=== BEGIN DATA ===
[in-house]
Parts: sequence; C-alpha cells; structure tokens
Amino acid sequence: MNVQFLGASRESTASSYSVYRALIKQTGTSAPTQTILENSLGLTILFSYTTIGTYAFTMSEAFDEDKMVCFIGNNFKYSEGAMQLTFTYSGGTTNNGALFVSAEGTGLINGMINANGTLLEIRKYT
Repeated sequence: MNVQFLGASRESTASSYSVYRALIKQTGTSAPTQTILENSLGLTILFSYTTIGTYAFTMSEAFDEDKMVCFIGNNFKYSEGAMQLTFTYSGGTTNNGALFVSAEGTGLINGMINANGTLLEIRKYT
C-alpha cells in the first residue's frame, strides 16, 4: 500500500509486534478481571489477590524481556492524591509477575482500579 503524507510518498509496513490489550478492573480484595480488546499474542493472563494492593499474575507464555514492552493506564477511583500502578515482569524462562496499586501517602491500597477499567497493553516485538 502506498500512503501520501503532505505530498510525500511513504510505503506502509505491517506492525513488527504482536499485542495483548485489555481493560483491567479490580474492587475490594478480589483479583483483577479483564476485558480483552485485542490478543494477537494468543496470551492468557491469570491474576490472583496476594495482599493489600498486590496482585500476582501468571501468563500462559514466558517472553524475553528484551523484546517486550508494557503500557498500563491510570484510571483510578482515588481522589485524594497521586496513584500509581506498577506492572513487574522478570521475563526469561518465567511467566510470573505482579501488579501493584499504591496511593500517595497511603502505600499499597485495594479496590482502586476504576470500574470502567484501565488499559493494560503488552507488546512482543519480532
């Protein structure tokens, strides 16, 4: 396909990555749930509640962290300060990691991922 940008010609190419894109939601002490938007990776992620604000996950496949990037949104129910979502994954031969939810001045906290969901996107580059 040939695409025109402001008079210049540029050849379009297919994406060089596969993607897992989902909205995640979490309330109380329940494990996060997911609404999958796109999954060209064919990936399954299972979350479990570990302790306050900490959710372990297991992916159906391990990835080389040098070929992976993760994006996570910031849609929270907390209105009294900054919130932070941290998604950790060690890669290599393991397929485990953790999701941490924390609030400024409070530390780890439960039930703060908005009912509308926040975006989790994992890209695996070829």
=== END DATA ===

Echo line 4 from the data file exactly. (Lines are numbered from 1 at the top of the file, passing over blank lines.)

Repeated sequence: MNVQFLGASRESTASSYSVYRALIKQTGTSAPTQTILENSLGLTILFSYTTIGTYAFTMSEAFDEDKMVCFIGNNFKYSEGAMQLTFTYSGGTTNNGALFVSAEGTGLINGMINANGTLLEIRKYT